Q&A Series: Real Estate Uncovered, vol 1, iss 3

Are home inspections really worth it for the buyer? What about public open houses for the seller?

People ask me and my real estate partner and husband Robert Meaux real estate questions all the time. We know many other people are probably asking the same questions. Here’s where Real Estate Uncovered comes in.

Periodically I will post Q&As we’ve discussed with someone or respond to questions we’ve heard from others. If you have a real estate question you always wanted answered, email it to me. Click here to learn more about us, what our clients think about us and our track record of sales and rentals that stands at 85 and counting.

Q1:  If the house I am buying looks to be in good shape, should I spend the extra money on a home inspection? I could really use that money for something else.

A1:  Simply, yes. It doesn’t matter how good the home looks, always, always, have a home inspection. If it is new construction, they may not allow a home inspection if they have a punch list review and full warranty; just make sure you are covered.

When you have a good, thorough inspection, it will be some of the best money you will spend in the home-buying process. It will probably be the only time someone will go through every corner of the home: going into crawl spaces, checking out the roof, looking for termites, structural issues, etc.

Home inspections are not just a process for you to find out if there is anything you can/should negotiate with the seller to remediate or credit; it is almost as important a time for you to learn how the home functions and how to keep every part of it running smoothly. You should come with questions and ideas to discuss with the home inspector. Measure your furniture beforehand, too. This is a great time to go over layout and window sizes.

Most home inspections are done after attorney review is completed and the home is under contract. If the buyer and seller cannot come to terms during the home inspection contingency period, the transaction may not go forward. Every situation is unique. Always engage your attorney and real estate agent during this process.

Q2: How should I best find a home inspector?  

A2:  Find a home inspector by asking your friends, family, real estate agent or by checking the American Society of Home Inspector website. There are those who believe they should never use anyone recommended by a real estate agent. That’s an unfortunate opinion normally based on a bad experience with an unprofessional real estate agent. Home buyers should take the time to make sure they are working with a real estate agent they trust, just as much as home sellers do.

Whomever you use, make sure you understand the service they provide, who exactly is conducting the inspection, if the report contains pictures and when/how you will receive the home inspection report. The latter is very important. You do not want to miss your home inspection contingency date or risk having things delayed just because you couldn’t get the report; doing so could cause problems with the transaction.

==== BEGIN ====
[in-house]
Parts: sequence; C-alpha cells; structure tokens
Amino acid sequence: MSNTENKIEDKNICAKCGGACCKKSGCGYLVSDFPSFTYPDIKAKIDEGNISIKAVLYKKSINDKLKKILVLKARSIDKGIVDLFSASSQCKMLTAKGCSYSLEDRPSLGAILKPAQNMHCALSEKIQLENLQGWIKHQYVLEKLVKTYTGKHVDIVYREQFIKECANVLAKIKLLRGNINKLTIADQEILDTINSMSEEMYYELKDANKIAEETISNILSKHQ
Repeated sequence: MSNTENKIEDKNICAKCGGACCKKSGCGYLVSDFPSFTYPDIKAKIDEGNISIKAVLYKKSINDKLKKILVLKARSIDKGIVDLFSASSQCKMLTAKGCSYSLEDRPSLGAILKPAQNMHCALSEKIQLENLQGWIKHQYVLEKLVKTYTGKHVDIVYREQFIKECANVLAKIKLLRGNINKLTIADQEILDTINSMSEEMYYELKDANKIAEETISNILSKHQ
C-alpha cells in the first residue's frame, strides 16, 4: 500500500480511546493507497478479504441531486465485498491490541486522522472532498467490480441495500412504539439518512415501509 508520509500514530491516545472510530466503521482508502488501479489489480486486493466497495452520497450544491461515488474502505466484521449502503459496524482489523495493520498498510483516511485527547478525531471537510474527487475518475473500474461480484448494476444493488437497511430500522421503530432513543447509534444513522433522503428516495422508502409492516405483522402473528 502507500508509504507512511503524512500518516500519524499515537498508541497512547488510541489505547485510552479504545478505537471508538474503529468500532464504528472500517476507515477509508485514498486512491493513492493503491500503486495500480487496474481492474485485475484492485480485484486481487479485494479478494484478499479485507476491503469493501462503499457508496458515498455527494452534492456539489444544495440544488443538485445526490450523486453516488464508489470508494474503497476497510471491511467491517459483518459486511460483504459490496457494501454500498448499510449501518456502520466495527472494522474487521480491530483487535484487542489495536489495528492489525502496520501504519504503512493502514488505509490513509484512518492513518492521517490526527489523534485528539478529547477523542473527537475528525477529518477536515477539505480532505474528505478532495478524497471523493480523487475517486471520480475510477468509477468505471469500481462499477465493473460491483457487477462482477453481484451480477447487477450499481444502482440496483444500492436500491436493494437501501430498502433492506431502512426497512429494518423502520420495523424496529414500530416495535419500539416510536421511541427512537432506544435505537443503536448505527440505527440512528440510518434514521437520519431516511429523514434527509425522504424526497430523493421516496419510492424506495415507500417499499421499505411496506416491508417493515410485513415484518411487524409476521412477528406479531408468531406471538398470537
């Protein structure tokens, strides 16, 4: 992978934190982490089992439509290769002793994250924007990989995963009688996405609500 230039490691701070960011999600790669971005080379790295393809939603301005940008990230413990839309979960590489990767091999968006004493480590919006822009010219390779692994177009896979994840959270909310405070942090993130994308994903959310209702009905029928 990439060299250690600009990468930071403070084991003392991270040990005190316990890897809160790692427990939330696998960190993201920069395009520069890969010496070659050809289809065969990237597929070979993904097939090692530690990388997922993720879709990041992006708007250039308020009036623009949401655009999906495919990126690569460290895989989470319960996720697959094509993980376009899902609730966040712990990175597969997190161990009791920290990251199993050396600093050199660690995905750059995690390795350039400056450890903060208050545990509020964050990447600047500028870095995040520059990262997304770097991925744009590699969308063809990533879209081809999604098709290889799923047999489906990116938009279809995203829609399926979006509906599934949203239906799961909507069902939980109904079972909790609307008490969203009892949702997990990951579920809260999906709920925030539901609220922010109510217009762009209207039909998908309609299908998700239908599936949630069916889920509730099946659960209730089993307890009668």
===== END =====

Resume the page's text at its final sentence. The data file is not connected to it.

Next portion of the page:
Q3: Is it really worth me having a Public Open House? Should I have one every Sunday?

A3: There are two types of open houses: Broker Open House and Public Open House. In regards to public open houses, they are normally held on Sundays in this area anytime between Noon – 5 p.m., although once in a while you will see one on a Saturday.

Bob and I look at open houses as just one of the many marketing tools available to expose a home to as many potential home buyers as possible.

Many naysayers say public open houses are a waste of time and only for the real estate agent to get clients. Or, they don’t want their noisy neighbors to come in.

If you are selling your home, don’t you want to do everything possible? What are a few hours out of the house if the right buyer gets to see it? It is rare for a home to actually sell at an open house. It has happened to me only twice, but there are many times when someone has come back during the week because he loved it at the open house. It’s also a time to group showings from real estate agents, which saves you from leaving your home again. When real estate agents have a buyer on Sunday they may just add your house because it is open. With so many homes on the market, many home buyers also use this time as a way to create a short list to review with their real estate agent. So, yes, the real estate agent hosting the public open house may have an opportunity to meet new clients but more importantly your home may meet its new homeowner.

We don’t believe there’s a need to have public open houses every Sunday. We’ve never heard of a home not selling because the homeowners didn’t have enough open houses. You have to remember; open houses are just one marketing tool to use in promoting your home and should not be the only thing.

Should you do at least one? Yes. Should you keep doing them over and over again? Not really.

NOTE: Answers to these questions are based on our (Robert and Beverly Meaux) research, opinions and experience only. All information is deemed reliable, but not guaranteed, and are not intended to create any type of agency relationship.

This post is contributed by a community member. The views expressed in this blog are those of the author and do not necessarily reflect those of Patch Media Corporation. Everyone is welcome to submit a post to Patch. If you'd like to post a blog, go here to get started.


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